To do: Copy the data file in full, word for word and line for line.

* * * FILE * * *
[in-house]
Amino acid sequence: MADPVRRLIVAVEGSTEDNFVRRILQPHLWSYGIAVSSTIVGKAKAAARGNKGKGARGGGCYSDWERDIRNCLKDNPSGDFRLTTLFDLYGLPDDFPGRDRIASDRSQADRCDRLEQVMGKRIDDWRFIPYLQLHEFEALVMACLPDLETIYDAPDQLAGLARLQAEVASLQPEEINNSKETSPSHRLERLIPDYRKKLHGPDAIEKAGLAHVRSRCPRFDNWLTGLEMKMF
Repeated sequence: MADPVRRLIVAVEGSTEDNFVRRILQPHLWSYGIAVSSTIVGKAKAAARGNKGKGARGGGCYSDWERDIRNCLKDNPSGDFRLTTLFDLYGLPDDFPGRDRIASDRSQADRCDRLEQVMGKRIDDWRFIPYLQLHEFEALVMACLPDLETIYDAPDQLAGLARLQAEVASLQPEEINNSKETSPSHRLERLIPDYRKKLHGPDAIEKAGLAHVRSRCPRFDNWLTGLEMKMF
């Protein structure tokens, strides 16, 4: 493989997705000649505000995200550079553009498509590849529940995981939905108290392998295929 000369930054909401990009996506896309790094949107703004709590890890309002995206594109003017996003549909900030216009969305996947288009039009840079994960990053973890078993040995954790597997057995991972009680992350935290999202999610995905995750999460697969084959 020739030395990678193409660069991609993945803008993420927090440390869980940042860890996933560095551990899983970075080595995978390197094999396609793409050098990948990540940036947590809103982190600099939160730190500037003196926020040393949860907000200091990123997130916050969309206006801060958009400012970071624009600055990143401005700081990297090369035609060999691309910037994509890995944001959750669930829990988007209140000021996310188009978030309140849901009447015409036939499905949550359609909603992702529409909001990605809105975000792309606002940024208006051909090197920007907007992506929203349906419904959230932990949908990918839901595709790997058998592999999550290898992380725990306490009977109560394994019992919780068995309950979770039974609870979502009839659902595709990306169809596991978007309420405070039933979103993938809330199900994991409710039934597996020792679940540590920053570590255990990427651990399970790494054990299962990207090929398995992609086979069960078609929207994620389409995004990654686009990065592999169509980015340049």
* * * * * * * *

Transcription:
[in-house]
Amino acid sequence: MADPVRRLIVAVEGSTEDNFVRRILQPHLWSYGIAVSSTIVGKAKAAARGNKGKGARGGGCYSDWERDIRNCLKDNPSGDFRLTTLFDLYGLPDDFPGRDRIASDRSQADRCDRLEQVMGKRIDDWRFIPYLQLHEFEALVMACLPDLETIYDAPDQLAGLARLQAEVASLQPEEINNSKETSPSHRLERLIPDYRKKLHGPDAIEKAGLAHVRSRCPRFDNWLTGLEMKMF
Repeated sequence: MADPVRRLIVAVEGSTEDNFVRRILQPHLWSYGIAVSSTIVGKAKAAARGNKGKGARGGGCYSDWERDIRNCLKDNPSGDFRLTTLFDLYGLPDDFPGRDRIASDRSQADRCDRLEQVMGKRIDDWRFIPYLQLHEFEALVMACLPDLETIYDAPDQLAGLARLQAEVASLQPEEINNSKETSPSHRLERLIPDYRKKLHGPDAIEKAGLAHVRSRCPRFDNWLTGLEMKMF
């Protein structure tokens, strides 16, 4: 493989997705000649505000995200550079553009498509590849529940995981939905108290392998295929 000369930054909401990009996506896309790094949107703004709590890890309002995206594109003017996003549909900030216009969305996947288009039009840079994960990053973890078993040995954790597997057995991972009680992350935290999202999610995905995750999460697969084959 020739030395990678193409660069991609993945803008993420927090440390869980940042860890996933560095551990899983970075080595995978390197094999396609793409050098990948990540940036947590809103982190600099939160730190500037003196926020040393949860907000200091990123997130916050969309206006801060958009400012970071624009600055990143401005700081990297090369035609060999691309910037994509890995944001959750669930829990988007209140000021996310188009978030309140849901009447015409036939499905949550359609909603992702529409909001990605809105975000792309606002940024208006051909090197920007907007992506929203349906419904959230932990949908990918839901595709790997058998592999999550290898992380725990306490009977109560394994019992919780068995309950979770039974609870979502009839659902595709990306169809596991978007309420405070039933979103993938809330199900994991409710039934597996020792679940540590920053570590255990990427651990399970790494054990299962990207090929398995992609086979069960078609929207994620389409995004990654686009990065592999169509980015340049």